May 28, 2011 by wcobserver
By Velda Brotherton
Northwest Arkansas has long been a mecca for artists, writers and musicians. It’s not often that one of such esteem as Susan Powell settles in our Boston Mountains.
I first met Susan when she called to introduce herself and tell me about her plans for continuing teaching after moving into the area. She has settled on the mountain west of Winslow on a farm she calls Talley Ho. It’s located just a little way from Oak Grove Community building. The moment she saw the large piece of land on the mountain ridge she knew she could cultivate her love of writing and poetry and teaching in such serenity.
After a visit to Talley Ho, I am convinced that Susan’s dream of creating a retreat for artists and teaching writing there will one day become a reality. Talley Ho is a nonprofit organization and anyone who would like to help out getting log cabins restructured and ready for use there would be donating their time to a very worthy cause. The arts have long been the last in line for funding and are in the most need of any type of assistance we can give.
Susan was born January 31, 1954, in Dr. Pillstrom’s seven-room hospital, located down the hill from Weiderkehr’s winery in Altus. A sixth-generation Arkansan, her great grandfather Smith was a state representative for Franklin County in 1920 and again in 1936. Her great grandmother was an Earp, and yes, a cousin of Wyatt’s.
She says, “What I remember most about my great grandparents, the Powell’s, is their farm and their log house and barn. I remember playing on the front porch of the house when I was two. The chink lines between the logs provided great hidey-holes for candy and little plastic cowboys, which, I’m told, I wouldn’t travel without.”
She smiles at the memory, then continues, “The old log house lasted well into the 1960’s, and I was sick to see the land divided and sold. Of course, the new owners began clearing, which meant taking down the trees and burning the buildings all that history, literally, gone up in smoke for pasture land, which eventually became a housing development.”
Perhaps her deep desire to see history preserved is one of the reasons she has rebuilt and restored the log schoolhouse which she moved from Rudy to her farm. Originally built in 1843, the old building literally had to be restored from the foundation up. But this type of physical labor is Susan’s passion. And she continues to search for old barns and log houses that she can buy and add to those she’s already restored at Talley Ho.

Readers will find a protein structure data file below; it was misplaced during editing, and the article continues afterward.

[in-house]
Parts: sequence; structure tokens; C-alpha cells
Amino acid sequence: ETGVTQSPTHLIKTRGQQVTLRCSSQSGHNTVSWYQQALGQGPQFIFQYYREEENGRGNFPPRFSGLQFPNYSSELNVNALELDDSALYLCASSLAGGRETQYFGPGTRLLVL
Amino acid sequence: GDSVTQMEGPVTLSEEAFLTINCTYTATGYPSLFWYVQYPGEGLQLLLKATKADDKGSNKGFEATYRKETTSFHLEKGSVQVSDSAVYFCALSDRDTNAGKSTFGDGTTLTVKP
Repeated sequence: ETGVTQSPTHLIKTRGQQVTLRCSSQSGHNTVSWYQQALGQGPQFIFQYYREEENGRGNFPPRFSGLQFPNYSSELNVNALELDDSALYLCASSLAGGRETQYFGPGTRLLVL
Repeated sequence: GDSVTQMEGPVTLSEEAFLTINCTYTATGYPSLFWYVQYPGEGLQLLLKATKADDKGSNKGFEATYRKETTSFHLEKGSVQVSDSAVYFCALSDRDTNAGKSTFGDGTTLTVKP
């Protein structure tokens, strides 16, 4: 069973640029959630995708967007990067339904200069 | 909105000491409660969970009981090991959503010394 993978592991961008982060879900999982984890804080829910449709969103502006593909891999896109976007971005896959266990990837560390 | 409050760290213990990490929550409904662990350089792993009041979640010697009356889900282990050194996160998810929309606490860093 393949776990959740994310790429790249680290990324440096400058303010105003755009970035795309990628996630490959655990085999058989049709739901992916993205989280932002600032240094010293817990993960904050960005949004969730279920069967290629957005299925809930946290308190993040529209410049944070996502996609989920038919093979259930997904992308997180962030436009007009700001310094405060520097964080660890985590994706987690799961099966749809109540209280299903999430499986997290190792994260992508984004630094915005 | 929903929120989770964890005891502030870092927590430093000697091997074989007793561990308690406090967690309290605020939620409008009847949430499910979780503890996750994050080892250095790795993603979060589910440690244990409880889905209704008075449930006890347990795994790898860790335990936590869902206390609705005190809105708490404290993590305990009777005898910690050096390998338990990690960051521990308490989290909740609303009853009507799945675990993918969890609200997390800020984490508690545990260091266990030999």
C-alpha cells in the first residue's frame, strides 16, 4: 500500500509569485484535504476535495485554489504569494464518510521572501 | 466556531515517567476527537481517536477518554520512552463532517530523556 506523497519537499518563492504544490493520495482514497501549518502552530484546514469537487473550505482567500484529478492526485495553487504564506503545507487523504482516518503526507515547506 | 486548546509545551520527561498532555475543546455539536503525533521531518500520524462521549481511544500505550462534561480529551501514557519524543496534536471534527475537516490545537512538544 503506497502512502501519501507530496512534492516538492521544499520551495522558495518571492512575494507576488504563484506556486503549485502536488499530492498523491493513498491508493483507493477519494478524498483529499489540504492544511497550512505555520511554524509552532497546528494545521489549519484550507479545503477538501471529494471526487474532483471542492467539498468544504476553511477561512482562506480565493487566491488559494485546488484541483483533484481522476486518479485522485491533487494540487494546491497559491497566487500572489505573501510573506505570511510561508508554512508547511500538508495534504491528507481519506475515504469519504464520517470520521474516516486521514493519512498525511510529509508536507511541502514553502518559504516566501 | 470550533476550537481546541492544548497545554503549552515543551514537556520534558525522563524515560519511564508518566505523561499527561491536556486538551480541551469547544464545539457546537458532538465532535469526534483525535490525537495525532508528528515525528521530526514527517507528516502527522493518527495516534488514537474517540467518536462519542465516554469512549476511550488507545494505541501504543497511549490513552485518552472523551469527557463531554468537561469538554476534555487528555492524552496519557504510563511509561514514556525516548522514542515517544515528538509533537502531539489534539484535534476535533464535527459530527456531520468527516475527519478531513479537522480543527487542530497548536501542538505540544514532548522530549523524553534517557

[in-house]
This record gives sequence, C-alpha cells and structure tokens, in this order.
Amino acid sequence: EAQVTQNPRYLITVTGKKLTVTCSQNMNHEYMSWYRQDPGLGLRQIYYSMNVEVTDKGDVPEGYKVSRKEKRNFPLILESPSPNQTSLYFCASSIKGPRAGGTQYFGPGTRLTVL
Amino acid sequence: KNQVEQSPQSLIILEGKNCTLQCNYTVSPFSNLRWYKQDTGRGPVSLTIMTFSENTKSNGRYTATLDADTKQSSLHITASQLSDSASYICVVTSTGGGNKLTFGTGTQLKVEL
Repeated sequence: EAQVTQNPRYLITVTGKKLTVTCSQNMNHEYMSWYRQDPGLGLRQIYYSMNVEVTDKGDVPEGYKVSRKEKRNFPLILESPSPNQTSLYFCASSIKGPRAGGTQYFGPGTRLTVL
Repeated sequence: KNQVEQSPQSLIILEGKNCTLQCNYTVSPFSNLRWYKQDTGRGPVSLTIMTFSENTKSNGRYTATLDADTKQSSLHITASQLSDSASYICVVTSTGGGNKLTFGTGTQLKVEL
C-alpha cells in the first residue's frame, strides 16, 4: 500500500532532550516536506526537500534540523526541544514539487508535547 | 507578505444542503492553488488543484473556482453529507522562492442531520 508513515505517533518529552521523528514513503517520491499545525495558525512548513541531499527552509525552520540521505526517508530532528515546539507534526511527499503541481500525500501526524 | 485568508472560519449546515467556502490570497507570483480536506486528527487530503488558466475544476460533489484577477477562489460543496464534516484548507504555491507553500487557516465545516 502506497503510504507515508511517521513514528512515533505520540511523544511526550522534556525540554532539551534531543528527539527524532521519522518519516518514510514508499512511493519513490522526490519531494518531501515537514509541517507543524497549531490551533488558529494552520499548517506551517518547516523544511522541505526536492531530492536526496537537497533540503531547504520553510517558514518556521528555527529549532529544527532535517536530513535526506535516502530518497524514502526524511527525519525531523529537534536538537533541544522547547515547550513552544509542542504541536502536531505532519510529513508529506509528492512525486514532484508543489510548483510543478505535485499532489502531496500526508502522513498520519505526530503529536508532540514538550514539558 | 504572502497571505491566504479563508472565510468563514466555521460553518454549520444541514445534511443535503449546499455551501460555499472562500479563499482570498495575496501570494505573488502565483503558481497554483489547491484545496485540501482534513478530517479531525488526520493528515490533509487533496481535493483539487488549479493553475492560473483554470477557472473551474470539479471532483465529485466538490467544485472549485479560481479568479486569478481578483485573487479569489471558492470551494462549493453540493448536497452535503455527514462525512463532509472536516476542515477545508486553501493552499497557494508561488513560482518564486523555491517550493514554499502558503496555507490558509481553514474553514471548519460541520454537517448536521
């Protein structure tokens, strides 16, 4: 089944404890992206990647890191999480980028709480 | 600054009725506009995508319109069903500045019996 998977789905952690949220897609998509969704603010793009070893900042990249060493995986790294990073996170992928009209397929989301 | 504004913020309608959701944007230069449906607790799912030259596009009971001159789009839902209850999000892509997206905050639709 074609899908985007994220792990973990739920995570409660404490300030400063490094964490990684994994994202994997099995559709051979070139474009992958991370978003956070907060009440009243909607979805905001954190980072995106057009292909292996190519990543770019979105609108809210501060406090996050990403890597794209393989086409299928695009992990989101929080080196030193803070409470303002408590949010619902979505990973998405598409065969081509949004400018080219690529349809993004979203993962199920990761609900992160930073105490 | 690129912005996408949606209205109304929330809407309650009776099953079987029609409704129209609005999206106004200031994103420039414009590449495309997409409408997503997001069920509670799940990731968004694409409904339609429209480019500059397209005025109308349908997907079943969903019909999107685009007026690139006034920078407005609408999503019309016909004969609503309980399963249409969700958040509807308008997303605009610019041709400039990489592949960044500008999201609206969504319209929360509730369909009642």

She comes by this interest honestly. Her Uncle Bud, Norman Powell, is a noteworthy historian and history teacher. He was a primary resource for Senator Dale Bumpers when he wrote his book, The Best Lawyer in a One Lawyer Town.
“I’m honored by the fact that Uncle Bud gave me his publishing presses,” Susan told me. Her plans for The Press at Talley-Ho include publishing chapbooks, cards, calendars, a quarterly magazine, and “Reflections of Winslow”, an historical newspaper. Susan would also like to put Uncle Bud’s press to good use by publishing family memoirs for those who want only enough copies for their family and friends.
It’s no wonder Susan grew up to become a teacher and writer. On her mother’s side of the family, her great-grandfather Jim Douglas was a businessman and a father figure for Francis Irby Gwaltney, one of the great Southern novelists. One of Gwaltney’s later novels, Idols and Axle Grease, featured her great-grandfather as one of the idols. She grew up exposed to men like Gwaltney, and wrote her first poetry at the age of 5.
As a young woman, she yearned to live a regular life, rather than go into her family’s fourth-generation feed business. After a rather difficult job of convincing her family to let her attend college, she began her education at Jonesboro with a music scholarship to Arkansas State University. And she says ASU suited her plans. She was in the marching band, where they had to march in the fall if they wanted to play in the spring. With wool uniforms in the brutal heat, it wasn’t long before she added another major in Sociology and a lot of lit courses.
“Irby Gwaltney was my first writing mentor,” she tells me. “He encouraged my poet to speak out and be counted.”
Her first book, Sunshine and Shadows, came out in 1975. “I was primed to become a writer by four of the best, three of them born here in Arkansas. FIG Gwaltney, Clarence Hall, Miller Williams, and Norman Mailer were the foremost writers in my life. I was blessed to know each one of them personally, and to have their recommendations for grad school.”
Her other publications include An Act of Leaving, Sudden Departures, Women Who Paint Tall Houses and Arkansas Log Houses.
Miller Williams, Arkansas’ Poet Laureate, once referred to Powell as an intelligent teacher who is honest, has writing talent and is concerned for her students.
During her long career, she developed two programs for community colleges in Arkansas that are recognized as creative writing credit courses.
Because she loves teaching, she has plans to begin open-genre creative writing classes at Talley Ho toward the end of May. Typically, classes would be held every Saturday from 11 to 2 each week for 10-12 weeks. If enough students show an interest, she could have another session mid-week for a second group. Each class would consist of no more than eight students. Studies would include fiction, nonfiction and poetry depending on the interest of students. Anyone interested in more information should contact her at firstname.lastname@example.org.